This is a business involving an enormous amount of drawings, contracts, subcontracts, RFPs, RFIs, RFQs, liens, invoices, etc., etc., etc., all of which must be communicated to numerous people in rapid sequence. Those people work for many different employers, who are often spread out geographically. Miscommunication is the root of most mistakes, and even small mistakes can have big consequences in construction. The Internet can help solve many of these problems. Yoav Etiel, senior vp of marketing for Bentley Systems, Inc., came up with a figure of $400 billion in savings that could be realized if the construction world could adapt Internet technology efficiently. Anyone who sits through a demo of project documentation via the Web goes away wondering why anyone would ever again want to put ink on paper.

Yet, all that promise belies a reality best described by the following joke.

A dog food company hired the best management team money could buy. They spared no expense in product development, market research and advertising. Everyone agreed they had the best handle on the marketplace, but sales continued to lag. Their executives gathered one day to deal with this issue and sat through hours of PowerPoint presentations explaining market and industry trends. Still, nobody could quite explain to the CEO’s satisfaction why sales were far below projections.

Then, a tiny voice peeped from the rear of the room, “Dogs don’t like it.”

A similar experience took place in a presentation I sat through on the future of construction e-commerce. A very smart consultant from one of the Big Five accounting firms gave what I thought to be the best overview I’ve ever heard of the Internet’s role in the construction industry. Then, in the Q & A session that followed, a general contractor in the audience remarked, “Most of my subcontractors would rather kiss a rattlesnake than right-click a mouse.”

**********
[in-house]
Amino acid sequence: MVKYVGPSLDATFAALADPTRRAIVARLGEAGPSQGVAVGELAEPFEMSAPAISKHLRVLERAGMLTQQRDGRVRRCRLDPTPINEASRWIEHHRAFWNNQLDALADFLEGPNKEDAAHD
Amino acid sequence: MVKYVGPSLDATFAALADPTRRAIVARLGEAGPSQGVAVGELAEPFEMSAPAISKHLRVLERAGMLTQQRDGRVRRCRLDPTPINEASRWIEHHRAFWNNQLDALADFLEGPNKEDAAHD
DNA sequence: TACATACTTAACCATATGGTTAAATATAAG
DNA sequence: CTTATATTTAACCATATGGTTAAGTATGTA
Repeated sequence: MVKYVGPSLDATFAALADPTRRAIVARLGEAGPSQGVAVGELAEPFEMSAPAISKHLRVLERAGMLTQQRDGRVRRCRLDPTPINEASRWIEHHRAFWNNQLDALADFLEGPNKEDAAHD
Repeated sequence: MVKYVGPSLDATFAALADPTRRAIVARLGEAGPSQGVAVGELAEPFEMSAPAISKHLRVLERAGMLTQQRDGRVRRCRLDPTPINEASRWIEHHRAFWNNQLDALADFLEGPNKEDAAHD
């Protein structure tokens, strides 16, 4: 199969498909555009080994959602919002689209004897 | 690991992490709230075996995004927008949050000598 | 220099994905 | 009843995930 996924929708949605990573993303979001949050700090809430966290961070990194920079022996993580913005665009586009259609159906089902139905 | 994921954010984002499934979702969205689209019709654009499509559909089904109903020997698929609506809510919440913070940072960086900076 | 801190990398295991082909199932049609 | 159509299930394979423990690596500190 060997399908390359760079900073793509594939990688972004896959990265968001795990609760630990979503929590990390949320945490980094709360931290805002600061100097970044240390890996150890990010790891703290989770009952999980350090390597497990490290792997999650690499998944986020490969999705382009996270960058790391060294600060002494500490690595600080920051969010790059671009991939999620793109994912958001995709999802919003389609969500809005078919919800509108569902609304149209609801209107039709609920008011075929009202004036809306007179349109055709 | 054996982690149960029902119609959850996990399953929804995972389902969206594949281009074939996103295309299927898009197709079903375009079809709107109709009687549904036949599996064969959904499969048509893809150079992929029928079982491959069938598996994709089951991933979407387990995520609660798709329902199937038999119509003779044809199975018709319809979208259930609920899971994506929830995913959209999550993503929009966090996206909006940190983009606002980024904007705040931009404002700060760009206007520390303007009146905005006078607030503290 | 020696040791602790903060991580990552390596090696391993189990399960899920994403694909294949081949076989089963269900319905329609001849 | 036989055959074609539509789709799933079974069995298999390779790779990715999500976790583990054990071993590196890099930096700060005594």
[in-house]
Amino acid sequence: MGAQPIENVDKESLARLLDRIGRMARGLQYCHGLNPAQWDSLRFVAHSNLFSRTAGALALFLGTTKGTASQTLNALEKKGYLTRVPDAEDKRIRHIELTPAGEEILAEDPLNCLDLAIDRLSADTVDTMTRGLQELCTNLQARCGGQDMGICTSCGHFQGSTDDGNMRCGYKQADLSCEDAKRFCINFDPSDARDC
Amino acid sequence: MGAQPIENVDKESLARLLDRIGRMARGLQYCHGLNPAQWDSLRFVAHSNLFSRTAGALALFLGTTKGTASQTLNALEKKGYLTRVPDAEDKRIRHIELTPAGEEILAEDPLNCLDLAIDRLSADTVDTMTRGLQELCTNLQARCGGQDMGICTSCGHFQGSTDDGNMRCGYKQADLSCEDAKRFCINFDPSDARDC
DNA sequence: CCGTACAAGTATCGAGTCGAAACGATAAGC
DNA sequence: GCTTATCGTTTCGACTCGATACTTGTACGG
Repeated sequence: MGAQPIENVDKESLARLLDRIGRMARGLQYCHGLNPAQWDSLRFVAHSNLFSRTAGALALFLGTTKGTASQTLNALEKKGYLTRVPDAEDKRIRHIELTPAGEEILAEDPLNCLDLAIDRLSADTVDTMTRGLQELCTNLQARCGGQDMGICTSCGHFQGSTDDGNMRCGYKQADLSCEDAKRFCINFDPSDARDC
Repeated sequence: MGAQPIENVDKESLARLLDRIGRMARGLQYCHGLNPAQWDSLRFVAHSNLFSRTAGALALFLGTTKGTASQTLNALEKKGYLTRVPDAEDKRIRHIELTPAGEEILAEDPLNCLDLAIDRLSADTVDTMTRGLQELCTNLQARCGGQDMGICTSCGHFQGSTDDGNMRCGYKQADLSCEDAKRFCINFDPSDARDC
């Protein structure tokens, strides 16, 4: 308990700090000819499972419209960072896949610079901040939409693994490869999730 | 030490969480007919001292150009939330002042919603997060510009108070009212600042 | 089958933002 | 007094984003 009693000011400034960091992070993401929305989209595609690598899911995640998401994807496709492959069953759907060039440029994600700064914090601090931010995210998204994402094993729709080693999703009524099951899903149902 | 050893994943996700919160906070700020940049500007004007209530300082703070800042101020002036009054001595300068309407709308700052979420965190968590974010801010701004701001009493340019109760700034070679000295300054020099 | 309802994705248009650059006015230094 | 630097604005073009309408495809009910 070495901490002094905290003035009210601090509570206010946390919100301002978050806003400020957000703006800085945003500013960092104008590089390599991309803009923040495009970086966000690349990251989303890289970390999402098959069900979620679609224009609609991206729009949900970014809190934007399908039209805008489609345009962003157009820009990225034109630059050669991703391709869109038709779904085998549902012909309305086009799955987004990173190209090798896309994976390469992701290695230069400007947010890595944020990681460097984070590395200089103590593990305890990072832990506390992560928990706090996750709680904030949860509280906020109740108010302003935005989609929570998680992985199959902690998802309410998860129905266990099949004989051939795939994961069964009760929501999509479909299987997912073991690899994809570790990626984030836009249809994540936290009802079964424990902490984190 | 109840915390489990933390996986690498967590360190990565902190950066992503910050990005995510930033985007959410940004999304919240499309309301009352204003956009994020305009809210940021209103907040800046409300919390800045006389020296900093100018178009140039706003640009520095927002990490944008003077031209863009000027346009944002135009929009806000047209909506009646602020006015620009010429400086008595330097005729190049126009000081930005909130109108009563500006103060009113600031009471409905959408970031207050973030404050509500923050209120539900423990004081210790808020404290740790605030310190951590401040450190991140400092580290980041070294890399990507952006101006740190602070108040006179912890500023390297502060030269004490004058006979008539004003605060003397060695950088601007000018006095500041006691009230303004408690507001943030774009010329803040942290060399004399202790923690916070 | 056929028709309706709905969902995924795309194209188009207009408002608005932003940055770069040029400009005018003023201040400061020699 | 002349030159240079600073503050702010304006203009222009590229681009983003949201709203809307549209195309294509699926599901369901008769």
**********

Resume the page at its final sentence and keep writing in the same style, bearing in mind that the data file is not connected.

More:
When they let their guard down, many of the executives will admit to frustration in trying to get A/E/C firms and vendors to use their services. The Bechtels and Fluors of the world are forcing the issue on their project participants, but second- and third-tier companies with revenues under $100 million are still doing things the old-fashioned way—by phone, fax and meetings.

It’s why the prestigious market research firm Forrester Research predicts that by 2004, construction industry e-commerce is likely to total less than 11% of total construction spending, compared to about a fourth in the business world at-large. It is not a revolution taking place in this sector, but a gradual e-volution.

Why are A/E/C firms slower than most to adapt? Nobody has a real good answer. I would venture to say it’s simply what one would expect from such a diffuse industry in which much of the work gets done by relatively small companies that have their hands full fulfilling obligations even in ways that are familiar to them. The construction industry has been notoriously slow to adopt mechanical technological innovation. No reason to expect any different pattern in the electronic realm.

That’s the cup half-empty perspective. On the optimistic side, it’s hard to believe that it’s only been about five years since e-mail and e-commerce came to pass for most of us. The dazzling displays at A/E/C Systems 2000 would have seemed impossibly advanced to any of us touring the aisles circa 1995. Time gets measured in different terms these days. Being “slow” to adapt means being months behind the curve rather than years, or years instead of decades.

Meantime, buildings are still going up, and they seem to be holding together. It’s a great time to be alive and participating in this breathtaking era.